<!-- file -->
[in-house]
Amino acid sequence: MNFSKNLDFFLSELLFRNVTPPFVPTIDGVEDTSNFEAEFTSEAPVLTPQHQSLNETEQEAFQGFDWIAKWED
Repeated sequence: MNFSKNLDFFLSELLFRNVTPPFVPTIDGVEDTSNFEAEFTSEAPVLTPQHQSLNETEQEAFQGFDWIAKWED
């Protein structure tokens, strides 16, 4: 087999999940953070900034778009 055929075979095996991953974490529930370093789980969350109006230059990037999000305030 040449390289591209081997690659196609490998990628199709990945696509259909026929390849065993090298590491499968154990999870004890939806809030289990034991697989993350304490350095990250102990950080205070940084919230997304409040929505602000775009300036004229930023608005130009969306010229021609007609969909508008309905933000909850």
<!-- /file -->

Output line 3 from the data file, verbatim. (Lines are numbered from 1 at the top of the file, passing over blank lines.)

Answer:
Repeated sequence: MNFSKNLDFFLSELLFRNVTPPFVPTIDGVEDTSNFEAEFTSEAPVLTPQHQSLNETEQEAFQGFDWIAKWED